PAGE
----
The CUBE RegNews team is taking a break between 26th and 30th June. Your next RegNews briefing will be published on 3rd July.
Bank of England enforcement speech
Oliver Dearie, The Bank of England’s Head of Enforcement and Litigation spoke at an event organised by the Financial Services Lawyers Association.
Focusing on the BoE’s recent consultation paper on enforcement, Dearie firstly highlighted some enforcement successes:
- prohibiting five individuals from working in PRA-regulated firms or from the financial services sector entirely;
- imposing fines totalling more than £221 million; and
- taking action under the senior managers regime with fines imposed for both breaches of the Individual Conduct Rules and the Senior Manager Conduct Rules.
Dearie went on to weave five key guiding principles — transparency; learning lessons from experience; maximising efficiency; furthering statutory objectives and stressing the importance of individual accountability — into the key proposals of the recent consultation:
- creating a consolidated package of enforcement policies;
- clarifying the approach and procedures the Bank would adopt in financial market infrastructures enforcement investigations;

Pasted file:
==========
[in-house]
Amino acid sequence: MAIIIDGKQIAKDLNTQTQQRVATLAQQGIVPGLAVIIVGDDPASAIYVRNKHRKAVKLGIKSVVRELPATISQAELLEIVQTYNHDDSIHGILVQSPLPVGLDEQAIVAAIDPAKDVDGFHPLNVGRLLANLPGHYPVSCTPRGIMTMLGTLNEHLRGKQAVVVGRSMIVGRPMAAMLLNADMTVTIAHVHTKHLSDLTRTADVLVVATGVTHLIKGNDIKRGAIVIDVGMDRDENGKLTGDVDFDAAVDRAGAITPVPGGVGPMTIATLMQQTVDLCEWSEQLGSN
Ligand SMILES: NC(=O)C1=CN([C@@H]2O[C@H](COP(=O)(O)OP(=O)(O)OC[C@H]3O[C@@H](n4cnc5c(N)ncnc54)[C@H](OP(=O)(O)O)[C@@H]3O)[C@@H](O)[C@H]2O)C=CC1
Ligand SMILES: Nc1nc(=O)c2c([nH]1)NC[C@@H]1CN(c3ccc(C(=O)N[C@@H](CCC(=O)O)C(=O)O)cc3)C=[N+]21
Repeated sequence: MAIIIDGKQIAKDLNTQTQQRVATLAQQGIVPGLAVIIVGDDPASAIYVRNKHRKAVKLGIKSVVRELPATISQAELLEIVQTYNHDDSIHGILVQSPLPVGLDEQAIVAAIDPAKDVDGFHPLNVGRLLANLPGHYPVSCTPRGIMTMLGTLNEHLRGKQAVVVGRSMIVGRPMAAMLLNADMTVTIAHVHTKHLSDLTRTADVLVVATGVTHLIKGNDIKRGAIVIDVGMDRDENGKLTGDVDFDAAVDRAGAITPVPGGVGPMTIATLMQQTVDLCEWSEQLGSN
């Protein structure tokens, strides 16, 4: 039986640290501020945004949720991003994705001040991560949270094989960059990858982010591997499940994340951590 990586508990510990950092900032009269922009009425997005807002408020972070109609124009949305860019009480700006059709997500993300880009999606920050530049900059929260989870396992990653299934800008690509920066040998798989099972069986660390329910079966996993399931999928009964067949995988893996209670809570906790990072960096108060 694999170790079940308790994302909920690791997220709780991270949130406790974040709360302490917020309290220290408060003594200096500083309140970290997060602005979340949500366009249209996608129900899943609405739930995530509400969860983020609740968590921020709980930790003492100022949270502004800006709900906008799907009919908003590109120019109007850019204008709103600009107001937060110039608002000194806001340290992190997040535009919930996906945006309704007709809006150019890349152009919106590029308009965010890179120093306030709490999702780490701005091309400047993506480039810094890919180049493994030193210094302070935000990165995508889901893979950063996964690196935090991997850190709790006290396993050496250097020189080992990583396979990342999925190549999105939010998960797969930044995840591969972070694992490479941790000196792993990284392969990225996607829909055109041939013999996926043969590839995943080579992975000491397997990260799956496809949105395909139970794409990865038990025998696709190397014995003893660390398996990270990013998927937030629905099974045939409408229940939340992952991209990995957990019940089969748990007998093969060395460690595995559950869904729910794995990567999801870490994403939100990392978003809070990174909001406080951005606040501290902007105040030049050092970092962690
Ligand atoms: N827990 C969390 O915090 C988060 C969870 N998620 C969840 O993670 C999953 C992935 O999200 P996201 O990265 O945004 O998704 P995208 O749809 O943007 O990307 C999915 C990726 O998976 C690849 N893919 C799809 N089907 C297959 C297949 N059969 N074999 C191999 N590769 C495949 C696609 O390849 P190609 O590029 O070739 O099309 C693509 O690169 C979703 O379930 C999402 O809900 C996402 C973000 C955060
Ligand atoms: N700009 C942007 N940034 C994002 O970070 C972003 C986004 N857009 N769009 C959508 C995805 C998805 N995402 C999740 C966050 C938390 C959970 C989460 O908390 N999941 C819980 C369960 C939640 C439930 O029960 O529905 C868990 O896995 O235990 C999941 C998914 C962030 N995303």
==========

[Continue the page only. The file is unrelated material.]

- creating a new early account scheme (EAS) for appropriate cases;
- incentivising early admissions by subjects through the introduction of an enhanced settlement discount in appropriate cases of up to 50%;
- changing how the BoE calculates the financial penalty for PRA firms to provide more consistency, and to better align this approach with the PRA’s approach to supervising firms; and
- updating the serious financial hardship thresholds at which we will consider a reduction in fines for individuals.
Dearie concluded: “Far from representing a weakening of our enforcement approach our changes are designed to provide clarity and further enhance our robust and successful enforcement record.”
The deadline for feedback to the BoE’s consultation is 4th August.
CFTC in ‘pig butchering’ fraud charge
The Commodity Futures Trading Commission has charged California resident Cunwen Zhu and his California-based company Justby International Auctions (Justby). The complaint alleges that Zhu and Justby fraudulently misappropriated over $1.3 million in customer funds intended for digital asset commodity and forex trading. This is CFTC’s first case involving a romance scam, commonly known as “Pig Butchering,” a type of fraud that is growing in popularity.
As alleged in the complaint, Zhu and Justby took part in an elaborate and well-coordinated scheme to defraud customers through digital asset commodity and forex trading. At least 29 customers transferred more than $1.3 million to Justby for the purpose of trading digital assets and forex on supposedly legitimate trading platforms. Instead of using the funds to trade on behalf of these customers, Zhu and Justby misappropriated the customers’ funds.
CFTC charges man with $21m digital asset and forex fraud